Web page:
How to Make Borscht

Borshch with Sauerkraut from the declassified CIA files of a translated 1948 Soviet Army Cooking Manual – by Shannon Perry

This recipe was made based on the information from the book when clear or using my instincts when it was not clear at all. For example, the instructions fail to tell you which culinary herbs to add so we used parsley and dill because that would fit the soup. Likewise, it calls for adding tomato paste but doesn’t specify how much, so we guessed. Our soup turned out delicious and we regret nothing.

Part One: The Bouillon

This step is entirely unnecessary. Skip to Part Two if you’re mostly rational and have stock. We did not notice any reason to follow this instruction over using store bought or homemade stock you have on hand. But homemade stock is better.

The instructions start with a step for boiling meat, with or without bones, for 2.5-3 hours to produce something translated as “bouillon”. They do this bouillon as the base of all the soups near as we can tell. If you really care, we put 2.5 pounds of beef soup bones in about 3 quarts of water and put it on low over night in a 5 qt. slow cooker. The soup bones, in this case shank slices were cut in half, so the marrow is exposed, and all melted into the bouillon.

In the morning the meat and bones were removed from the water and the meat set aside to chop and add back to the soup later. The bones were then put back in the cooker with more water and put on high for another couple of hours. All bouillon was used in the soup eventually, and we added more store-bought stock and some water. Some of the liquid may have evaporated faster than otherwise as the air up here in Minnesota sucks all moisture away.

Part Two: The Borshch

Ingredients:

3 TBSOil or tallow
400 gramsDiced and peeled raw beets
60 gramsDiced carrots
40 gramsDiced onion
2 TBSTomato paste
600 gramsPrepared sauerkraut
4-5 quartsBeef or Chicken Stock
600 gramsDiced and peeled potato
½ to ¾ lb.Finely minced beef (optional)
1 TBSOil
2 TBSAll-purpose flour
1 TBSChopped, fresh dill
1 TBSChopped, fresh parsley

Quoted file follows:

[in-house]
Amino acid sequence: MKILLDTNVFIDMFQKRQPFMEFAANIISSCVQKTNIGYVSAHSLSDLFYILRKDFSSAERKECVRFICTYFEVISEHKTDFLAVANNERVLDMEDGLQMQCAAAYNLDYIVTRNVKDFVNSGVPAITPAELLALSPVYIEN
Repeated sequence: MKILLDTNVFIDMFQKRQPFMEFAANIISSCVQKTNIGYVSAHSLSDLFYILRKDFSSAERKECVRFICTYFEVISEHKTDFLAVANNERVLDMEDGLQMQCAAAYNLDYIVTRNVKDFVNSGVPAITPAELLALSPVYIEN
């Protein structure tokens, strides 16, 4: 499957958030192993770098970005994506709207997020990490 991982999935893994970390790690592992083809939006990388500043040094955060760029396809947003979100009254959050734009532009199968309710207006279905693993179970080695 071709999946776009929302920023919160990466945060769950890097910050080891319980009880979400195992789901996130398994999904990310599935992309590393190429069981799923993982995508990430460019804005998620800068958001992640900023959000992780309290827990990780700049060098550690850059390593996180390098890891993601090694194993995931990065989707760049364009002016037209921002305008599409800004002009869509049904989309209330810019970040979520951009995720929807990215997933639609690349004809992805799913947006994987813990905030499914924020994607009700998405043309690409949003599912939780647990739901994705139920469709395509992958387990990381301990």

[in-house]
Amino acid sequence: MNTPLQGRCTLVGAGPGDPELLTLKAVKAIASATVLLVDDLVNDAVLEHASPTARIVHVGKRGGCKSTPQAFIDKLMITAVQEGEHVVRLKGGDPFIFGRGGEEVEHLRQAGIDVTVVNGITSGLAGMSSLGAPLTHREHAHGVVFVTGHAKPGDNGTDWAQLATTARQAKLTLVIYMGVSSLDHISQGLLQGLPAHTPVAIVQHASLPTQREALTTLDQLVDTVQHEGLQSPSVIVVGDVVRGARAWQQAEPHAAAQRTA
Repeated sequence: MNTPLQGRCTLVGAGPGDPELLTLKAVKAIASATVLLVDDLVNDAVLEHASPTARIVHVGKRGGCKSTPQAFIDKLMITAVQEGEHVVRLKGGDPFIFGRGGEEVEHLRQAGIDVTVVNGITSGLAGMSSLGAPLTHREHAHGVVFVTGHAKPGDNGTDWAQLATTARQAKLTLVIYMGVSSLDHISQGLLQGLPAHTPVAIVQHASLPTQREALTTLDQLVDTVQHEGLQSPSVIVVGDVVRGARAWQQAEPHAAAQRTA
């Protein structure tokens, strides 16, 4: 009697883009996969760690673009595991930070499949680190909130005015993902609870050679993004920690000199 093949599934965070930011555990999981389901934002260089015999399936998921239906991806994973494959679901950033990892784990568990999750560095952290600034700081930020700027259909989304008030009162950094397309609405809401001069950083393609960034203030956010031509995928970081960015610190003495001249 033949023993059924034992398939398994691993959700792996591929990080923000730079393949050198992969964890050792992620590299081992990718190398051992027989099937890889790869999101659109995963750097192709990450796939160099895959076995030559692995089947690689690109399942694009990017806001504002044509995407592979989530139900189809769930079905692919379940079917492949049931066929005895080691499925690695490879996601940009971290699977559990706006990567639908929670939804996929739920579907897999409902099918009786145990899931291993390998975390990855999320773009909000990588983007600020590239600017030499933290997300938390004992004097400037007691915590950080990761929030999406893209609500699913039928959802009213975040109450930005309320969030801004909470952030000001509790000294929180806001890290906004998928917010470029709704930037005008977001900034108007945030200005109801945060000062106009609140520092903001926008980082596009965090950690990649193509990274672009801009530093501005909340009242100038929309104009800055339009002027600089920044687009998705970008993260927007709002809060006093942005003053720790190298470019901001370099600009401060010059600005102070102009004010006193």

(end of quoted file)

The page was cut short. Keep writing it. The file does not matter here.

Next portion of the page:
2Bay (laurel) leaves
To tasteSalt and Pepper
3 TBSWhite wine vinegar (optional)

Instructions:

1)      Make a large fire and get a good bed of coals ready for cooking on. If using a stove and being modern, omit this step.

2)      In a large stock pot, sauté the carrots and onions in oil for two minutes. Add beets and tomato paste, continue for 3 more minutes.

3)      Add 4 quarts stock and sauerkraut with juice to pot and stew over medium heat for 35 minutes. Stir occasionally so the bottom doesn’t burn. This may take some effort over the fire if you are doing this outside in winter in 4F weather.

4)      Check liquid level and add potatoes to the stock pot. You may need to add additional stock depending on preference. Make sure there is enough to at least cover the potatoes, so they cook properly. Let simmer for 15 minutes. If you are adding the meat do so now.

5)      While potatoes are softening, in a separate small pan heat oil. Sauté the fresh herbs for 30 seconds and then add the flour for another minute. Add this mixture as well as the bay leaves to the soup. Cook for another 10 minutes.

6)      Set to side of coals at this time. Add salt and pepper to taste. You may want to add additional vinegar if the sauerkraut wasn’t sour enough. Let stand for 15 minutes covered.

A pot of soup on the coals of a fire

Serve with sour cream and fresh dill on each bowl.

Special Olympics at 50

Last summer I went to the 50th anniversary of Special Olympics.

By coincidence, Chicago’s annual Disability Pride Parade is taking place on the same day as the celebration at Soldier Field. The parade moves through the Loop, up Dearborn Street to Daley Plaza, with floats and dance routines and a diverse group of marchers in terms of disabilities, race, class, and gender identity. Here, the calls for revolution are as unapologetic as the loud music. Every leader present identifies as disabled, and almost everyone behind a table handing out fliers or registering people to vote is visibly disabled. Their plan isn’t to hope for goodwill, but to demand change. The conversations are about resisting police brutality in black communities, pushing state governments to stop incarcerating disabled folks, and advocating around core issues of food, housing, and employment insecurity. 

If officials at the Special Olympics really want to lead an “inclusion revolution,” they are somehow going to have to connect to this broader, feisty community without losing their ability to appeal to mainstream, often quite culturally conservative, audiences. That challenge lies ahead. 

Here’s what we can say for now: The soccer was amazing. The teams exemplified fully integrated microcommunities. If that’s the kind of environment that the Special Olympics is fostering, it’s a good change, and one that’s long overdue.